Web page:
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Intercity Rail Ridership Forecasting and the Implementation of High-Speed Rail in California

Abstract

This working paper is the first in the CalSpeed series to address the question of the market potential for high-speed passenger rail service in California. Along with construction cost, forecast ridership is the second significant question asked about any proposed high-speed rail system. Indeed, the decision to construct such systems is often portrayed as contingent on such forecasts. For this reason, an examination of the rail ridership forecasting experience is a worthwhile preliminary to the CalSpeed ridership estimates.

This first part of the paper focuses on the high-speed rail systems in Europe and Japan and the role that ridership forecasts played in the decision to build the original high-speed rail lines. The European and Japanese situation is then compared to the situation California faces today. The next part draws an analogy between the decision to construct the second-generation rail transit systems in the United States and the decision to construct high-speed rail in California. This part reviews criticism of rail transit ridership forecasting and examines the original bay Area Rapid Transit (BART) forecasts as an illustration of the difficulties involved in forecasting for new modes.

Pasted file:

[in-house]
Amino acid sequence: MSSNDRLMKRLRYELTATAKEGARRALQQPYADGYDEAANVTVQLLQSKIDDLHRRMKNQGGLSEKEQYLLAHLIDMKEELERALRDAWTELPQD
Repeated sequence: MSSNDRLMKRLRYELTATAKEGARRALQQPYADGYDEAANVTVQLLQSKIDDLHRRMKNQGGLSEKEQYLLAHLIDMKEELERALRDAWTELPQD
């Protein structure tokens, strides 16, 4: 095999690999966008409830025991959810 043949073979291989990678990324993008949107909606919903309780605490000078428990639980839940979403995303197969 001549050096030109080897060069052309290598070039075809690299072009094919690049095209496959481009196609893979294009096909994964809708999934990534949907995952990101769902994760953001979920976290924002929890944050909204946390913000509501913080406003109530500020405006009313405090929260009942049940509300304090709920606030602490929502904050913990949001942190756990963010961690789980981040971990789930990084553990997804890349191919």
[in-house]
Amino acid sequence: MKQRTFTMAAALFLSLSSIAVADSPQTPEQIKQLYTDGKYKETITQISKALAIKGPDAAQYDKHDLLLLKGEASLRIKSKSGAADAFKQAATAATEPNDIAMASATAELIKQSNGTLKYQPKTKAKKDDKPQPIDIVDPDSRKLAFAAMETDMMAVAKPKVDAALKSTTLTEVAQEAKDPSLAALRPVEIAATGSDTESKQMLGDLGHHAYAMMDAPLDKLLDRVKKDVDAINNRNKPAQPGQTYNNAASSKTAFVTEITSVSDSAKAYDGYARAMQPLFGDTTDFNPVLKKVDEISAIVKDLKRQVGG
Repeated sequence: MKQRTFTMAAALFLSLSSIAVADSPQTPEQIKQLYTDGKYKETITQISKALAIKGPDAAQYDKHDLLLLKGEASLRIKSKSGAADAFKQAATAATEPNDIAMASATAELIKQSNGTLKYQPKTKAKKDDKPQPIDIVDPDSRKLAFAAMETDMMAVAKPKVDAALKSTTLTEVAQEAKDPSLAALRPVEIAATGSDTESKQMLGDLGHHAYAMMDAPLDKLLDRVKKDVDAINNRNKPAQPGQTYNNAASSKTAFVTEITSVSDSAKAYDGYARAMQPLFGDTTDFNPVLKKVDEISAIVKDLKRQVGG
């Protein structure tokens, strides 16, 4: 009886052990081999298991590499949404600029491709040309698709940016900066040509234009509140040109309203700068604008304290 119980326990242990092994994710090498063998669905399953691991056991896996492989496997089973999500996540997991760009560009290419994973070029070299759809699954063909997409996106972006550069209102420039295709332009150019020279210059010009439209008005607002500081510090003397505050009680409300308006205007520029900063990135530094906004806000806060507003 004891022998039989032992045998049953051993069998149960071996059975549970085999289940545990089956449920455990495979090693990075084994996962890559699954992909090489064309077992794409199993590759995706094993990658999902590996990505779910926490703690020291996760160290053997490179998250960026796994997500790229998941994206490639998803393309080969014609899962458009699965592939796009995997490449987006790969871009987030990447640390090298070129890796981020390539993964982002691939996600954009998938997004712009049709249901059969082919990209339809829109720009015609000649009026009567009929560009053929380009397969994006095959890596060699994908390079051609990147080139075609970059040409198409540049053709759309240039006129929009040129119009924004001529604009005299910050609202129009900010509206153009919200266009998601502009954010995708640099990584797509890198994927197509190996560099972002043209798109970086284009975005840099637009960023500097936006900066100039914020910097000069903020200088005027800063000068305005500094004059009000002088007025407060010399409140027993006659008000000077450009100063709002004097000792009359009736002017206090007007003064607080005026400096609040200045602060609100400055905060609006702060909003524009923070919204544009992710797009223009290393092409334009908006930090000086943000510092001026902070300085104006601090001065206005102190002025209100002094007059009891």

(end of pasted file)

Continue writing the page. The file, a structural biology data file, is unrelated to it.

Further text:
Throughout the paper, questions of accuracy and sources of error are addressed as thoroughly as possible. What does the accuracy of past ridership forecasts say about forecasting as a decision-making tool in the public or private arenas? How might the rail forecasting experience benefit a California study? The paper will address these questions and others, and concludes with a discussion of the role that ridership forecasting might play in the decision to build a California high-speed rail system.

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